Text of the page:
Context is everything. For a long while, the dream for developers and marketers has been to offer information at the exact right time and the exact right place. Achieving that, however, hasn’t been so simple.
To answer the call, Foursquare is unveiling a new enterprise product called Pilgrim SDK.
For years, Foursquare has been building out the Pilgrim technology, which is essentially a decision-making engine that figures out where you’re going, where you’ve stopped to hang out, and what you might be interested in nearby. This has been running in the background of Foursquare and Swarm for a long time now.
Pilgrim is the technology that sends you a push notification with menu tips when you sit down at a restaurant you’ve never visited before. It’s the technology that recognizes you just arrived in a new city and sends you recommendations of places you’d like to eat or hang out.
Up until today, Pilgrim was used almost exclusively in Foursquare and Swarm, with a select few beta partners testing out the tech. But now, the Pilgrim SDK is launching publicly to marketers and developers who want to use this tech in their own apps.
The idea is that any app, from a game to an on-demand service to ecommerce to content, can better serve its end-users by understanding their location. Maybe that means better tracking for Postmates delivery people, or serving up a push notification for a deal when someone enters a retail store, or even changing the difficulty and duration of the level of a game based on where a user is located.
Now, developers aren’t unfamiliar with the idea of third-party location services. In fact, a new company called Radar recently launched out of Expa Labs — coincidentally, the same startup studio helmed by Foursquare cofounder Naveen Selvadurai. Radar was founded by former Foursquare employees, and it offers developers the chance to geofence areas and track users (without PII) to serve up contextually relevant information.
However, Foursquare’s Pilgrim SDK already has those geofences set up in the form of its Places data. More than 11 billion check-ins over the span of eight years has given Foursquare highly accurate, highly valuable data around real-world places and activity. Through these check-ins, Foursquare has developed something they call a probabilistic signal cloud.
This cloud shows the actual shape of places based on signals like Bluetooth and Wifi, but also lets the shapes of these places evolve based on time and date. For example, a coffee shop’s shape might expand between 7am and 11am, whereas it might shrink back down late at night. Conversely, a bar might represent a rather small shape in the morning and expand at night as people begin showing up for their post-work libation.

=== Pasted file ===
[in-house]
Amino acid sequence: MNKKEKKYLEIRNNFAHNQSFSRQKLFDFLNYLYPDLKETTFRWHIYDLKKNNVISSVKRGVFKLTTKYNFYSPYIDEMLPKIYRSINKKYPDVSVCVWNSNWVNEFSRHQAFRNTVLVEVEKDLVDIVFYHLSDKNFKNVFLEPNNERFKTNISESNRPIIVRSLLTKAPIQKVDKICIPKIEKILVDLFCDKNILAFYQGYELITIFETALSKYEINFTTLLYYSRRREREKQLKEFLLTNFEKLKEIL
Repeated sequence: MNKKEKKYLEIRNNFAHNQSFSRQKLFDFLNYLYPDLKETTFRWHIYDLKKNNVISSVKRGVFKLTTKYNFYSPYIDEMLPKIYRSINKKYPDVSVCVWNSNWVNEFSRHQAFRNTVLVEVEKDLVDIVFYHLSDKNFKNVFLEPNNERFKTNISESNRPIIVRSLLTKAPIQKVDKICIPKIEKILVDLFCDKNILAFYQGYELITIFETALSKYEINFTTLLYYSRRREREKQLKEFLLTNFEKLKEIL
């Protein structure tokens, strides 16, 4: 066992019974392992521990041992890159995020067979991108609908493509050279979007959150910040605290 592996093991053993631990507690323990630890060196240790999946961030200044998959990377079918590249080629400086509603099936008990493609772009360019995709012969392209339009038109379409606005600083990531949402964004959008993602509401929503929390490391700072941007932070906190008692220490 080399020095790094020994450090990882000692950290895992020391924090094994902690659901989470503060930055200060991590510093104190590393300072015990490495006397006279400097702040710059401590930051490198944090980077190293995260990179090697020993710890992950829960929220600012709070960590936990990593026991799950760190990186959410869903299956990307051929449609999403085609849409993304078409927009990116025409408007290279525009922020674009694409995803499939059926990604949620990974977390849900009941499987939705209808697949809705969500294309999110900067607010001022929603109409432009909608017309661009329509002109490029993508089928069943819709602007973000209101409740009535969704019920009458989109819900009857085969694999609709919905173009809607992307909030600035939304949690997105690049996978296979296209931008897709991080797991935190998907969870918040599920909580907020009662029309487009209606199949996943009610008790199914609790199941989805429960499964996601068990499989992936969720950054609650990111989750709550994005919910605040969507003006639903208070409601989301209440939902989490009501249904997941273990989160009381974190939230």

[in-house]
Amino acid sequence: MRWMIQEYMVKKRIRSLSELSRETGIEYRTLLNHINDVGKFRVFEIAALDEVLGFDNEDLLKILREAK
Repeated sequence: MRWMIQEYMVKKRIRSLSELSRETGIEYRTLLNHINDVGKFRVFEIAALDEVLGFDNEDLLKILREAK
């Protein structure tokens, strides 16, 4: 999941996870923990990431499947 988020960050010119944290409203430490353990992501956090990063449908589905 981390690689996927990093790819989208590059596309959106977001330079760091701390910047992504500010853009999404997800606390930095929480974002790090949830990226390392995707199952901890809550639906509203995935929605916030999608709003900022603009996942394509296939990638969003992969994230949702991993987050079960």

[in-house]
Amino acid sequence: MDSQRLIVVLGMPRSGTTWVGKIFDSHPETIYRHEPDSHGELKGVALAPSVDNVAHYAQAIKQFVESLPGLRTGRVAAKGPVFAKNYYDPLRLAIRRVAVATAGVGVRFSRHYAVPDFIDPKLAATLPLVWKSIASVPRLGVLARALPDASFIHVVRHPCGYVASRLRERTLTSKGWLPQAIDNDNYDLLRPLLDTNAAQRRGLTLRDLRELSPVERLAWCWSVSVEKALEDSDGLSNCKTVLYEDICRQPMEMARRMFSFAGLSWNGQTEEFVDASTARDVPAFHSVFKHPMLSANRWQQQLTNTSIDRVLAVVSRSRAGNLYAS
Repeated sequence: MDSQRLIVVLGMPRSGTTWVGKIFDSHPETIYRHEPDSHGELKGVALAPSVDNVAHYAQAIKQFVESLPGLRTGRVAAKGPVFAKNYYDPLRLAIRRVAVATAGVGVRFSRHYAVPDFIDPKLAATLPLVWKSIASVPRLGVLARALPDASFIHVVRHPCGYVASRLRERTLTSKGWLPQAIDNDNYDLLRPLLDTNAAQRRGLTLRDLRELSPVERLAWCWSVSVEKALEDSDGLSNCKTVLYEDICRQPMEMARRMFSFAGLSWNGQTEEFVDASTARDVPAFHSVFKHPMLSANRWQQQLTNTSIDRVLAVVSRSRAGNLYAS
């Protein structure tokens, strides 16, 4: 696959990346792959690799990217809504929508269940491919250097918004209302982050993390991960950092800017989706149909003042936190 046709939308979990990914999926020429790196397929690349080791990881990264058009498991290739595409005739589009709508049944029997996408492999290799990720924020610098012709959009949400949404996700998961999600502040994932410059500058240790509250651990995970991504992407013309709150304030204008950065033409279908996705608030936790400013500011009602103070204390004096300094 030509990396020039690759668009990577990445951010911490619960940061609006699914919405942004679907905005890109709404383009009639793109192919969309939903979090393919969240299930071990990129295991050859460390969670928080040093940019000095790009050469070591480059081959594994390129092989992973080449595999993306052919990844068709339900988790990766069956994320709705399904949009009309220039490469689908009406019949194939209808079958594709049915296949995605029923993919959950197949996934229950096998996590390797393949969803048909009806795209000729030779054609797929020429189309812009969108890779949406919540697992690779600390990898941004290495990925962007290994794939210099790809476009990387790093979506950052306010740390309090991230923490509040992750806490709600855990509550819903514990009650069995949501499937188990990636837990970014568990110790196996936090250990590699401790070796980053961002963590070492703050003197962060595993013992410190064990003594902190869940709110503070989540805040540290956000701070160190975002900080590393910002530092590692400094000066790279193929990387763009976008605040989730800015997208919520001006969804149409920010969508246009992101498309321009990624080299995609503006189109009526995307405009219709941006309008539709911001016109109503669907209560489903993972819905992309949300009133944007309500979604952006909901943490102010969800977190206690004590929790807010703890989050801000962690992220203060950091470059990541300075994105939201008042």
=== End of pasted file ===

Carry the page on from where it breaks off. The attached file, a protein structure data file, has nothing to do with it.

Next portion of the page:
In a city like New York, the bar and the cafe could be smashed right up next to each other, with Wifi signals that overlap. A marketer for the bar needs to know the difference between a patron of the bar who happens to be smoking a cigarette outside in front of the cafe and someone who’s actually just stopping into the cafe to pick up a muffin.
It’s in these nebulous scenarios that Foursquare’s Pilgrim technology really shines.
And while we’re on the subject of marketers, it’s worth noting that the Pilgrim SDK integrates with a variety of marketing automation software such as Urban Airship, Appboy, Localytics, mParticle, and others.
This is far from Foursquare’s first enterprise tool. Places by Foursquare is a database/API tool used by companies like Apple Snapchat, Twitter, Airbnb and more than 100,000 other developers who want to integrate location info into their offerings. The company also has Place Insights (for measuring foot traffic trends), Pinpoint (for media ad-targeting) and Attribution (which measures the effectiveness of digital ad campaigns looking to drive traffic into stores).
Foursquare isn’t revealing exact pricing for the Pilgrim SDK, but said that it will be structured in tiers based on the number of users and commercial technology licenses will be negotiable. To be clear, Foursquare will be working with brands and marketers on a one-on-one basis for the launch of Pilgrim SDK, so it’s not a free-for-all like the Places API.
If you want to check out the Pilgrim SDK, you can find more info right here.